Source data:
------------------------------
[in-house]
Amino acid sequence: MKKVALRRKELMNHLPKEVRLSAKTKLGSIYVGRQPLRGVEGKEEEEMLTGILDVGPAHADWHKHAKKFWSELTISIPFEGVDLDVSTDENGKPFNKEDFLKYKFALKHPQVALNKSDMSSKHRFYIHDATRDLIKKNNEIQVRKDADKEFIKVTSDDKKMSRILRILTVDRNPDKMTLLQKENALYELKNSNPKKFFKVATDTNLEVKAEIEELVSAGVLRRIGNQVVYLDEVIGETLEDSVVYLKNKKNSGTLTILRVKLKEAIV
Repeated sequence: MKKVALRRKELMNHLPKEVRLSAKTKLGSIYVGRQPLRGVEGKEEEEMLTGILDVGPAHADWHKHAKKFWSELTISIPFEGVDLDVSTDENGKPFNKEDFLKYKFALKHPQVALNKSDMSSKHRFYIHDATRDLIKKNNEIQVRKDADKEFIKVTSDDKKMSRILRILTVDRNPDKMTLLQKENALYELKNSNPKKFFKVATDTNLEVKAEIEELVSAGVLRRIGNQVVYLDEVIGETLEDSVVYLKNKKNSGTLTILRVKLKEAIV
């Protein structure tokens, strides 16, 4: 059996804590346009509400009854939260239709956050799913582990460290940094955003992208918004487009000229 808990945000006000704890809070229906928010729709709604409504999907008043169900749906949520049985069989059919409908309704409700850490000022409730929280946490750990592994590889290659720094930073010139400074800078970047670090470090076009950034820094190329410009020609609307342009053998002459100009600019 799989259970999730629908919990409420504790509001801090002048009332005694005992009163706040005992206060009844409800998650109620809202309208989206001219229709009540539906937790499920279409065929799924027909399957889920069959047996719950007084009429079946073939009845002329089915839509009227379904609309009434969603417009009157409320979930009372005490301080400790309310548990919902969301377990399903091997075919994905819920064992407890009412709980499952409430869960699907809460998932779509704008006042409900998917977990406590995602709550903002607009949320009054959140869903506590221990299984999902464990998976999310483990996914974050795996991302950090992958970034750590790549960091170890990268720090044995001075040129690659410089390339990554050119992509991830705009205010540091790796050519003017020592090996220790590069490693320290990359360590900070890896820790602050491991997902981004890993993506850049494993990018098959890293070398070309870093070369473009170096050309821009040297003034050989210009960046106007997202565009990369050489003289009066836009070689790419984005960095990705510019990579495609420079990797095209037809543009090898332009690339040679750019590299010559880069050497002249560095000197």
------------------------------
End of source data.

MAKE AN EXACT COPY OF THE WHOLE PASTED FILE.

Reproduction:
[in-house]
Amino acid sequence: MKKVALRRKELMNHLPKEVRLSAKTKLGSIYVGRQPLRGVEGKEEEEMLTGILDVGPAHADWHKHAKKFWSELTISIPFEGVDLDVSTDENGKPFNKEDFLKYKFALKHPQVALNKSDMSSKHRFYIHDATRDLIKKNNEIQVRKDADKEFIKVTSDDKKMSRILRILTVDRNPDKMTLLQKENALYELKNSNPKKFFKVATDTNLEVKAEIEELVSAGVLRRIGNQVVYLDEVIGETLEDSVVYLKNKKNSGTLTILRVKLKEAIV
Repeated sequence: MKKVALRRKELMNHLPKEVRLSAKTKLGSIYVGRQPLRGVEGKEEEEMLTGILDVGPAHADWHKHAKKFWSELTISIPFEGVDLDVSTDENGKPFNKEDFLKYKFALKHPQVALNKSDMSSKHRFYIHDATRDLIKKNNEIQVRKDADKEFIKVTSDDKKMSRILRILTVDRNPDKMTLLQKENALYELKNSNPKKFFKVATDTNLEVKAEIEELVSAGVLRRIGNQVVYLDEVIGETLEDSVVYLKNKKNSGTLTILRVKLKEAIV
């Protein structure tokens, strides 16, 4: 059996804590346009509400009854939260239709956050799913582990460290940094955003992208918004487009000229 808990945000006000704890809070229906928010729709709604409504999907008043169900749906949520049985069989059919409908309704409700850490000022409730929280946490750990592994590889290659720094930073010139400074800078970047670090470090076009950034820094190329410009020609609307342009053998002459100009600019 799989259970999730629908919990409420504790509001801090002048009332005694005992009163706040005992206060009844409800998650109620809202309208989206001219229709009540539906937790499920279409065929799924027909399957889920069959047996719950007084009429079946073939009845002329089915839509009227379904609309009434969603417009009157409320979930009372005490301080400790309310548990919902969301377990399903091997075919994905819920064992407890009412709980499952409430869960699907809460998932779509704008006042409900998917977990406590995602709550903002607009949320009054959140869903506590221990299984999902464990998976999310483990996914974050795996991302950090992958970034750590790549960091170890990268720090044995001075040129690659410089390339990554050119992509991830705009205010540091790796050519003017020592090996220790590069490693320290990359360590900070890896820790602050491991997902981004890993993506850049494993990018098959890293070398070309870093070369473009170096050309821009040297003034050989210009960046106007997202565009990369050489003289009066836009070689790419984005960095990705510019990579495609420079990797095209037809543009090898332009690339040679750019590299010559880069050497002249560095000197």